Our Editor


Matthew Ruddick

Author of Funny Valentine, an acclaimed new biography of the jazz trumpet player and singer, Chet Baker.
  • 1
Thursday, 17 May 2018 03:43

Wonder Trail - Dinosaur

Written by 
    Authors Ranking: Authors Ranking
Rate this item
(2 votes)
Evolving into a new beast.

Wonder Trail is Dinosaur’s second album, following on from Together, As One reviewed previously.

The line up is same as previously: Laura Jurd (trumpet), Elliot Galvin (synthesizers), Conor Chaplin (electric bass) and Corrie Dick (drums).

The sound, however, feels markedly changed, with a flagrant (and well appreciated) disregard for genre boundaries, incorporating elements of indie, folk and electronica.

Renewal, Pt. 1 is a funky piece, synth heavy but with Jurd’s piercing tones cutting through.  Contrastingly, Quiet Thunder is a rhythmic number, starting calmly but overtaken by Chaplin’s overdriven bass – the title says it all.

Galvin’s opening bars of Shine Your Light sets the scene of an organ playing quietly in church.  When Chaplin’s pounding bass introduces new urgency, Jurd’s trumpet matches the edginess.  As bass and drumming grow more insistent and aggressive, choralised vocals introduce a mellowing element that sounds quite indie.

Forgive, Forget is a gypsy number with cascading trumpet and Dick’s frenetic, driving drumming, gets the pulse racing!  With a measured drop in tempo, the playing segues easily into Old Times' Sake, a playful number that navigates erratically through a series of distinct mood phases before returning to the theme motif. 

Over synthesized arpeggios, Set Free introduces another vocal harmonisation; simple repeating lyrics, quiet and traditional folky, more for the instrumental quality of the voices than any great meaning to the words.  Another demonstration of the genre-bending direction of this album.  Swimming starts slowly, with clear trumpet over synth, quite reminiscent of 1980’s Weather Report, before switching instantly to a more upbeat alternative vibe…and back again.  Renewal, Pt. 2 reprises elements of the opening track, interspersed abruptly with synth-based sound walls.  The final track, And Still We Wonder features the album’s third vocal instrumental.  A very rhythmic piece, with multi-layered sounds.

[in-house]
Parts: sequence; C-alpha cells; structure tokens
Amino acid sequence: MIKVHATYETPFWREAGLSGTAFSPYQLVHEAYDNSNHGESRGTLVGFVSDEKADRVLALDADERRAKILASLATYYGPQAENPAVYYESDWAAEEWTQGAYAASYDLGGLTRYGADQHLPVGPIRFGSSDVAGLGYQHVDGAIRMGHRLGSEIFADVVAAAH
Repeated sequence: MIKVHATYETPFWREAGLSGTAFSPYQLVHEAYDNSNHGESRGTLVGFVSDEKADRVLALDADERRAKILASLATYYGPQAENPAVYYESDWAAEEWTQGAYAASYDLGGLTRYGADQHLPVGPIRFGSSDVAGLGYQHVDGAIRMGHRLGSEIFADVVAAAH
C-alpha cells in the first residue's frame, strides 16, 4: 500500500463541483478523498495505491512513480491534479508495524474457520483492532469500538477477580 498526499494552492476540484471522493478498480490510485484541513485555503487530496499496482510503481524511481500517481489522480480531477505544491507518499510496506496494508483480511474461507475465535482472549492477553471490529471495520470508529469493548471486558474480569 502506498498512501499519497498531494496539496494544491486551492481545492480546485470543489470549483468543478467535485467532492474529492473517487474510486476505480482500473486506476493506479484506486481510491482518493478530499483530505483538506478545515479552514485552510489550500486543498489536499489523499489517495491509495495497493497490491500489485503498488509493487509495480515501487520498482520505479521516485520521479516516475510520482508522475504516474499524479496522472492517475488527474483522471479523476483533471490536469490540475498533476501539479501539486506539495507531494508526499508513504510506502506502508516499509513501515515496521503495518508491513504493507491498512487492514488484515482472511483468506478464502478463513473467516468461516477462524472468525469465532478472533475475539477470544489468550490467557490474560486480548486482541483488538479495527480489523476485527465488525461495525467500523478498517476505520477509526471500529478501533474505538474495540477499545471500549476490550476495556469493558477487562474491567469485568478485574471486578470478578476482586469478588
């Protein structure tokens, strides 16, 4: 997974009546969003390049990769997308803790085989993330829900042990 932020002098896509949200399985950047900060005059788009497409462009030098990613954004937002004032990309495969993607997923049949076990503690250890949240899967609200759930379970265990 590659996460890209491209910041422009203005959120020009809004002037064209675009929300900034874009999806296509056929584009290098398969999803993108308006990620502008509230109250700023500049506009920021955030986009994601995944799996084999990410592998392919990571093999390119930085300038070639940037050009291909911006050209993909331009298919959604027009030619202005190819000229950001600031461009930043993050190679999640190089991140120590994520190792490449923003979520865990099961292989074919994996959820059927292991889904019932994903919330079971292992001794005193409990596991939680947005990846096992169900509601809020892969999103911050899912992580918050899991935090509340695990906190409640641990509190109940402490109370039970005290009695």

All the music is composed by Laura Jurd, and as ever, her playing has a cutting quality that pierces through.  Elliot Galvin plays synthesisers here (the Fender Rhodes and Hammond Organ from Together, As One gone AWOL), which contributes neatly to the genre-crossing sound of some of the pieces.  Conor Chaplin’s bass is solid, sometimes explosive.  Corrie Dick’s drumming is essential, supportive and often the momentum driver.  The album notes make no mention of who is contributing to the vocals (Jurd certainly, but male voice(s) also). While the vocal arrangements play quite a muted role, they do contribute significantly to the alternative feel of this album.  

I like the way Dinosaur are evolving.


Read 2140 times

Our Contributors


Rob Mallows

London Jazz Meetup owner and fan of ‘plugged in’ jazz.

Simon Cooney

By day a full time Londoner in tv news. By night jazzaholic

Fernando Rose

I love my jazz and I bless the funk. I play percussion for all and sundry and go by @Mr Cool.

Grae Shennan

Laboratory scientist with a love of evolving music that defies boundaries. 

Hilary Robertson

Jazz-obsessed freelance writer and saxist.

Kim Cypher

Saxophonist, vocalist, composer, band leader and radio show presenter. Follows dreams and loves to celebrate great music and musicians.

Fiona Ross

Fiona is the founder of the award winning organisation Women in Jazz Media. She was the guest editor in chief for the 2020 edition of Jazz Quarterly and writes for many publications across the globe.

Wendy Kirkland

Jazz pianist and singer with wide musical tastes spanning latin through fusion to bebop and swing. Cat fanatic.

Elana Shapiro

From Manchester, currently living in Berlin. Lover of jazz, RnB, and soul inspired music.